Get the Best Trade-in Value for Your Old Car

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By Philip Reed

These days, you can sit on your couch and get a pretty accurate answer to the age-old question: “What’s my trade-in worth?”

As online used car retailers streamline the buying process, they’re creating more convenient ways to handle car-buying’s Achilles’ heel, the trade-in. And, with the current used car shortage caused by the pandemic, you might get a surprisingly high price selling your car to them rather than trading it in.

You don’t have to sell, of course; you’re just finding out what your trade-in is worth in the most accurate way possible — the price someone will actually pay.

Here’s what the process looks like, and how you can use the results.

Places to Get a Quote Online

Although there may be other places in your area to trade in or sell your car, there are currently three companies dominating online used car sales: Carvana  (CVNA) – Get Report, Shift and Vroom  (VRM) – Get Report. These companies allow you to self-appraise your car and get a quote to either sell your car or trade it in for one of theirs. The transaction and paperwork are touchless.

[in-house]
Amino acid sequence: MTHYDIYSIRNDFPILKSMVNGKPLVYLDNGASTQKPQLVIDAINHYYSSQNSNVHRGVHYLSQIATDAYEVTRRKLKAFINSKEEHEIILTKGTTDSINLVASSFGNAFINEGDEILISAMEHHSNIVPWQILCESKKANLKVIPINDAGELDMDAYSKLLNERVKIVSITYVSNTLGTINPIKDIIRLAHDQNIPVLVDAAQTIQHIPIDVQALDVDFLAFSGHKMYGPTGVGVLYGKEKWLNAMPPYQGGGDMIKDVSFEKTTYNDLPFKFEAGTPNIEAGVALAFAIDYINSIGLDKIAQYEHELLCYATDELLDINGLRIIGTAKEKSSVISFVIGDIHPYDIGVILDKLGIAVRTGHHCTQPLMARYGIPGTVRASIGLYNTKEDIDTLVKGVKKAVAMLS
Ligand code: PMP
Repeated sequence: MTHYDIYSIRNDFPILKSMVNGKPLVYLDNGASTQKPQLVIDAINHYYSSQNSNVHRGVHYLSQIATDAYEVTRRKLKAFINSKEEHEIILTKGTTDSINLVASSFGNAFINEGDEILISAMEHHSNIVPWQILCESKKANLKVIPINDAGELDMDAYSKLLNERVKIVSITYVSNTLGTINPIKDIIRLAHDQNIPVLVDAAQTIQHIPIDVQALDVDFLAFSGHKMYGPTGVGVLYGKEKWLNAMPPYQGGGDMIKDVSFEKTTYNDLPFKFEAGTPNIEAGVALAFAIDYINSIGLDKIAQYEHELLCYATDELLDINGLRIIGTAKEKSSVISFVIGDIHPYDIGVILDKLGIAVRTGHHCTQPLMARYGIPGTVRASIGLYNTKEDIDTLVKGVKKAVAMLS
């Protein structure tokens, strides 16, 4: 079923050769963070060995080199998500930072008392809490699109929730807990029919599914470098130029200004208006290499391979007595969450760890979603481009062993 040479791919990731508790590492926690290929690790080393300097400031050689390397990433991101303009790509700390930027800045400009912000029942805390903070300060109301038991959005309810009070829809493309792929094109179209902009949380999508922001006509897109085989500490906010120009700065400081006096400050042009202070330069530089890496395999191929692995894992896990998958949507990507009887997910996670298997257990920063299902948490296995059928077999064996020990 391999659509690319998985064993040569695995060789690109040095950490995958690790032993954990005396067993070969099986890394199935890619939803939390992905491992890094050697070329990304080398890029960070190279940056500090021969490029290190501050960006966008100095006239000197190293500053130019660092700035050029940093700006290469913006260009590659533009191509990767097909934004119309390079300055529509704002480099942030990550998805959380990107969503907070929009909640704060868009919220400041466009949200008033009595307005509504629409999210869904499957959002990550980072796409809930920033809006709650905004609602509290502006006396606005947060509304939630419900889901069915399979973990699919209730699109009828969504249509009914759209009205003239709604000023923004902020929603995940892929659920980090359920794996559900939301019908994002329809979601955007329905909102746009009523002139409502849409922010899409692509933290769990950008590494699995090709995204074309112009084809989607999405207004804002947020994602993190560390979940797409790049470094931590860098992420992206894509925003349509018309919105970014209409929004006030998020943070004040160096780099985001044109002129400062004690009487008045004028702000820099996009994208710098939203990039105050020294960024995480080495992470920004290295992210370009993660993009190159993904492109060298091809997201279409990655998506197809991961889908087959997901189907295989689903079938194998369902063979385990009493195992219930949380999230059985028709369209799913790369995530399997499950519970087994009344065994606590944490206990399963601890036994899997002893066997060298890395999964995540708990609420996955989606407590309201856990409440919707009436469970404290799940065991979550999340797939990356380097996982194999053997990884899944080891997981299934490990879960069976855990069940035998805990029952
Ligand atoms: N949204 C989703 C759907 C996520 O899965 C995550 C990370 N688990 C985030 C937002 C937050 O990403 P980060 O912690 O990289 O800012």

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Not all these companies are nationwide, and your vehicle will be inspected by a company representative — and the offer possibly adjusted — before you get your money.

Another way to sell or trade your car is through CarMax  (KMX) – Get Report, a used-car superstore with outlets in 40 states and an in-person appraisal process that takes about 45 minutes. It may be easier to look up your car’s value on, where you can get a CarMax quote without even having to go to one of its car lots.

A Real-World Comparison Test

Before starting the appraisal process, I checked pricing guide Kelley Blue Book, known as KBB, to get an idea of my cars’ trade-in values at a dealer, then collected online offers from CarMax, Carvana, Vroom and Shift.

On these sites, you can fill in information manually or supply your car’s license plate number or 17-digit vehicle identification number to fetch precise year, make, model and trim. They’ll ask you about options on the car, color, if the car has been smoked in, and any warning lights or body damage. You’ll typically get an offer in minutes.

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